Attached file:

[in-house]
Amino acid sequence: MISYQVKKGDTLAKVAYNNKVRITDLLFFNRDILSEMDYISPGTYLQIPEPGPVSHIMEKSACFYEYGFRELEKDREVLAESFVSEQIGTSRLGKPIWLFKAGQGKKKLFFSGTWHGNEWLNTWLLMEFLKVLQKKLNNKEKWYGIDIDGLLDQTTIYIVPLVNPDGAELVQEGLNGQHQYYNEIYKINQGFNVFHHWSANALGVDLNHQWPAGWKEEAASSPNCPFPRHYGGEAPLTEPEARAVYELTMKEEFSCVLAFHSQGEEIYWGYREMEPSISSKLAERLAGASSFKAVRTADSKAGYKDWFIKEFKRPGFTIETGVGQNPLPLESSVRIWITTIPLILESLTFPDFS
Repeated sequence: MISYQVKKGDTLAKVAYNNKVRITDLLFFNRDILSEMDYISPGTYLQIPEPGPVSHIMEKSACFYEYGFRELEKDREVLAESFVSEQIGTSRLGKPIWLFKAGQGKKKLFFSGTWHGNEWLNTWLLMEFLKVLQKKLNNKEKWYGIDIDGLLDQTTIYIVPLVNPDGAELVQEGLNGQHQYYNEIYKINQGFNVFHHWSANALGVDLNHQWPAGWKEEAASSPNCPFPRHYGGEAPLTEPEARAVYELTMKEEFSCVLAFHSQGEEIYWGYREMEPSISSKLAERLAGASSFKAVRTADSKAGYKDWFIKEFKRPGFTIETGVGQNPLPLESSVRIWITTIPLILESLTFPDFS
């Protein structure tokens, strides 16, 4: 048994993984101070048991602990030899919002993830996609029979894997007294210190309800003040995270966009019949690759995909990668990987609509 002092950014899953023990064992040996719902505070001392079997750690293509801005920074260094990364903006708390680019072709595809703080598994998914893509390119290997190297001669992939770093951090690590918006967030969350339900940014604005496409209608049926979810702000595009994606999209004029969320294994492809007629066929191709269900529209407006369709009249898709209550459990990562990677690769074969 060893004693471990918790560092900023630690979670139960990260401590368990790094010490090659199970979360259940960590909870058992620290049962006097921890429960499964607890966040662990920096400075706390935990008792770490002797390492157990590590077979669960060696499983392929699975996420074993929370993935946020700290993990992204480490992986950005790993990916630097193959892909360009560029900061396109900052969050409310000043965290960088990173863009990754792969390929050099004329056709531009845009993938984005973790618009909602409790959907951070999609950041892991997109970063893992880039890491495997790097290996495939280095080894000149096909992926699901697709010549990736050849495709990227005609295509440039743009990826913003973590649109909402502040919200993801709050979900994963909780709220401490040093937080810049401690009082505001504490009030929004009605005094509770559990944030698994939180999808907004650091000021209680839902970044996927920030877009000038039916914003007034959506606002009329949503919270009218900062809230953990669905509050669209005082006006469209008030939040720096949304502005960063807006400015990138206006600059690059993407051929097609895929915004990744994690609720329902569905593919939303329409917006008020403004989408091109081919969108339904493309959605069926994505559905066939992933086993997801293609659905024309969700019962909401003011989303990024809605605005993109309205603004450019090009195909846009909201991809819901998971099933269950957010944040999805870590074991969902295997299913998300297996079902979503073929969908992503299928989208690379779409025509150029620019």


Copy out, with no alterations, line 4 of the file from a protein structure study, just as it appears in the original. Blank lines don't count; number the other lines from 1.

């Protein structure tokens, strides 16, 4: 048994993984101070048991602990030899919002993830996609029979894997007294210190309800003040995270966009019949690759995909990668990987609509 002092950014899953023990064992040996719902505070001392079997750690293509801005920074260094990364903006708390680019072709595809703080598994998914893509390119290997190297001669992939770093951090690590918006967030969350339900940014604005496409209608049926979810702000595009994606999209004029969320294994492809007629066929191709269900529209407006369709009249898709209550459990990562990677690769074969 060893004693471990918790560092900023630690979670139960990260401590368990790094010490090659199970979360259940960590909870058992620290049962006097921890429960499964607890966040662990920096400075706390935990008792770490002797390492157990590590077979669960060696499983392929699975996420074993929370993935946020700290993990992204480490992986950005790993990916630097193959892909360009560029900061396109900052969050409310000043965290960088990173863009990754792969390929050099004329056709531009845009993938984005973790618009909602409790959907951070999609950041892991997109970063893992880039890491495997790097290996495939280095080894000149096909992926699901697709010549990736050849495709990227005609295509440039743009990826913003973590649109909402502040919200993801709050979900994963909780709220401490040093937080810049401690009082505001504490009030929004009605005094509770559990944030698994939180999808907004650091000021209680839902970044996927920030877009000038039916914003007034959506606002009329949503919270009218900062809230953990669905509050669209005082006006469209008030939040720096949304502005960063807006400015990138206006600059690059993407051929097609895929915004990744994690609720329902569905593919939303329409917006008020403004989408091109081919969108339904493309959605069926994505559905066939992933086993997801293609659905024309969700019962909401003011989303990024809605605005993109309205603004450019090009195909846009909201991809819901998971099933269950957010944040999805870590074991969902295997299913998300297996079902979503073929969908992503299928989208690379779409025509150029620019």